There are real haunted places everywhere in the world and some of them are just downright creepy. Usually, these are scenes where murders and tragic deaths took place, and somehow the traumatic departure from life has left spirits bound to the place. In fact, when in Louisiana, which coincidentally is included in this short list of things to do
, you could tour haunted plantations in New Orleans
Here are some of those scary, ghost-occupied locations.
The Winchester Mystery House in San Jose, California
The Winchester Mystery House is 160-room Victorian mansion located in San Jose, California. This was built by Sarah Winchester of the family that manufactured Winchester rifles. After losing both her husband and her daughter to an illness, Sarah was informed by her spiritual adviser that her family would be haunted by the lost souls of people who had been shot to death with the Winchester rifle, and she was to appease them by building a house where their spirits could stay. From the beginning of its construction, this house was destined to be one of those real haunted places where ghosts will linger. Sarah was engrossed in the project until the day she died - one that had taken 38 years by then.
The Moundsville Penitentiary in Moundsville, West Virginia
This penitentiary opened in 1866 where it initially housed about 500 inmates with the first executions taking place in 1899. Sixty years later this population would increase to nearly 2,500 and the number of executions would number 94. Apart from those put to death as punishment for crimes committed, a number of prisoners also died in the penitentiary from sickness or natural causes.
Visitors to the penitentiary report seeing several ghosts around the building's halls, including the ghost of a maintenance man who was stabbed by inmates for reporting about activities of inmates. Tours to this haunted place are usually conducted after sunset, adding to the pervading scary ambiance.
The Waverly Hills Sanatorium in Louisville-Jefferson County, Kentucky
This sanatorium first opened in 1910, due to the need to open a facility for people who had fallen ill with tuberculosis after an outbreak of the disease. In 1943, however, the discovery of streptomycin brought down the population of TB patients who needed long term care and isolation. By 1961 the sanatorium was shut down, and then reopened in 1962 as a nursing home for elderly patients with mobility problems or dementia. In 1982, it was closed again, amid accusations of patient neglect. One of the practical but rather macabre features of the place is a tunnel leading from the hospital to the edge of the hill where the hospital was located. With deaths occurring nearly daily, this tunnel provided a discreet way to bring bodies to a waiting hearse without demoralizing other patients.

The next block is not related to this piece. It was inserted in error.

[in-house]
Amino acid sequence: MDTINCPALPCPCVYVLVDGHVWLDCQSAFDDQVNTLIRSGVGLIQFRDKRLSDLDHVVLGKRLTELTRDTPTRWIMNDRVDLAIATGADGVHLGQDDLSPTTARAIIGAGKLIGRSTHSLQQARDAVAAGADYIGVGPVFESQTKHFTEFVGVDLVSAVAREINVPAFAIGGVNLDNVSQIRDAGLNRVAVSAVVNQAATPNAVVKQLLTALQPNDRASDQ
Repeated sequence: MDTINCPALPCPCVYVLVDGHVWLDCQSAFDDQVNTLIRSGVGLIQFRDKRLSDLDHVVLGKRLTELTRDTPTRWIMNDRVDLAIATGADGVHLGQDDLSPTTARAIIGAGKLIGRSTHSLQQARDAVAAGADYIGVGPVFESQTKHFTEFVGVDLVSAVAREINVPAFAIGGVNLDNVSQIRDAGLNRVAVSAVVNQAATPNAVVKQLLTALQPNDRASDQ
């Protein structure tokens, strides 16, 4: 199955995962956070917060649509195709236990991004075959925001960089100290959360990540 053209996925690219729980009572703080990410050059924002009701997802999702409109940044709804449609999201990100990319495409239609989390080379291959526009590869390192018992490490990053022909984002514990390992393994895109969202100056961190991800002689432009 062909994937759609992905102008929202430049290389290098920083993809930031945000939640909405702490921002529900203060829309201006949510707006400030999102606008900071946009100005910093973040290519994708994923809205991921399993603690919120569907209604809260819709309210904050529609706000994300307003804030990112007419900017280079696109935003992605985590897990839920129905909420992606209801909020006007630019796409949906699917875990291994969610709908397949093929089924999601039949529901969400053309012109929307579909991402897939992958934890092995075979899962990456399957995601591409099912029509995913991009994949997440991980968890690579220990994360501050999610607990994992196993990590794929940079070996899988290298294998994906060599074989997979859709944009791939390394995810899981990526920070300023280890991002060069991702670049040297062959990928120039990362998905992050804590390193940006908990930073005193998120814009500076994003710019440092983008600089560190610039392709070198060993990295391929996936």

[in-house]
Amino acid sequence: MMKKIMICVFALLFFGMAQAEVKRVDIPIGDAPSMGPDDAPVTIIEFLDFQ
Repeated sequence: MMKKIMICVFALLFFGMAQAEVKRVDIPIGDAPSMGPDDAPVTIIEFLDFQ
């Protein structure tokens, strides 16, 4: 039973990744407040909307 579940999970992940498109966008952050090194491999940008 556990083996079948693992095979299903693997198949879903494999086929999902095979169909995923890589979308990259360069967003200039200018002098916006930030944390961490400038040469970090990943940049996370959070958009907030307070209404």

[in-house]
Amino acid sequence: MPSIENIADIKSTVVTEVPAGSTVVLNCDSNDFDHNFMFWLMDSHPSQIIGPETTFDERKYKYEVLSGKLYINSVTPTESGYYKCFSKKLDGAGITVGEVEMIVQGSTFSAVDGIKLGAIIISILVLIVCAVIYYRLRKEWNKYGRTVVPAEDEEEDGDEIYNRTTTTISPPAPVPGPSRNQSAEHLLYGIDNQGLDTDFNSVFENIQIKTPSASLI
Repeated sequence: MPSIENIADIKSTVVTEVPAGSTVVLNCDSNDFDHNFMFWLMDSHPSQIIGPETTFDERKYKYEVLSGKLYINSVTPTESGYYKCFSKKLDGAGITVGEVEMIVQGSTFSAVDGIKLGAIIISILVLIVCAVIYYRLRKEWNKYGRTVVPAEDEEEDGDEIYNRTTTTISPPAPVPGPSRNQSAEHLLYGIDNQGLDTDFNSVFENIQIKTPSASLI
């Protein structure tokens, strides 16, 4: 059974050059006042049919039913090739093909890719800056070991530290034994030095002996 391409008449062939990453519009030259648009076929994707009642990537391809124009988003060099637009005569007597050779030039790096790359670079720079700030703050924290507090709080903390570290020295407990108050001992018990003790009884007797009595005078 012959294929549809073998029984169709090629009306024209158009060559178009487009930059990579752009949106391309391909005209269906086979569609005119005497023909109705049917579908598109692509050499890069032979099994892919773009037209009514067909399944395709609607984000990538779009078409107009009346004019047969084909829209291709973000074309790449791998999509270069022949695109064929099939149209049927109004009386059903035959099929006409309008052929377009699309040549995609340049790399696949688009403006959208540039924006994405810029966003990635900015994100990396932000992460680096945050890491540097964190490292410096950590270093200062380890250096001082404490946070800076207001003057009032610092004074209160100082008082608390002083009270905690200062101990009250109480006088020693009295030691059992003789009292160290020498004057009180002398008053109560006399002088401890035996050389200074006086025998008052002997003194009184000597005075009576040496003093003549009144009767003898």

It is said that 63,000 deaths occurred in the sanatorium, reason enough for Waverly Hills Sanatorium to become one of the real haunted places in the country. In particular, Room 502 is supposed to be the residence of a nurse who committed suicide in the room after finding out that not only was she pregnant by the owner but infected with TB herself.
Myrtles Plantation in Louisiana, near Baton Rouge
New Orleans tours won't be complete without a visit to this plantation. This antebellum plantation house in New Orleans
was built in 1796 by General David Bradford. It is said that two of Bradford's grandchildren were poisoned by Chloe, a family slave who was punished by being thrown into the river while weighted down with stones. Those two children and the slave are three of the 10 gruesome deaths rumored to have occurred in the plantation house. Today the house is reported to be home to 12 ghosts. After countless changes in ownership, the house was bought in the 1970s by James and Frances Kermeen Myers who turned it into a bed and breakfast place. Frances Kermeen later wrote a book about Myrtles Plantation House as a haunted house.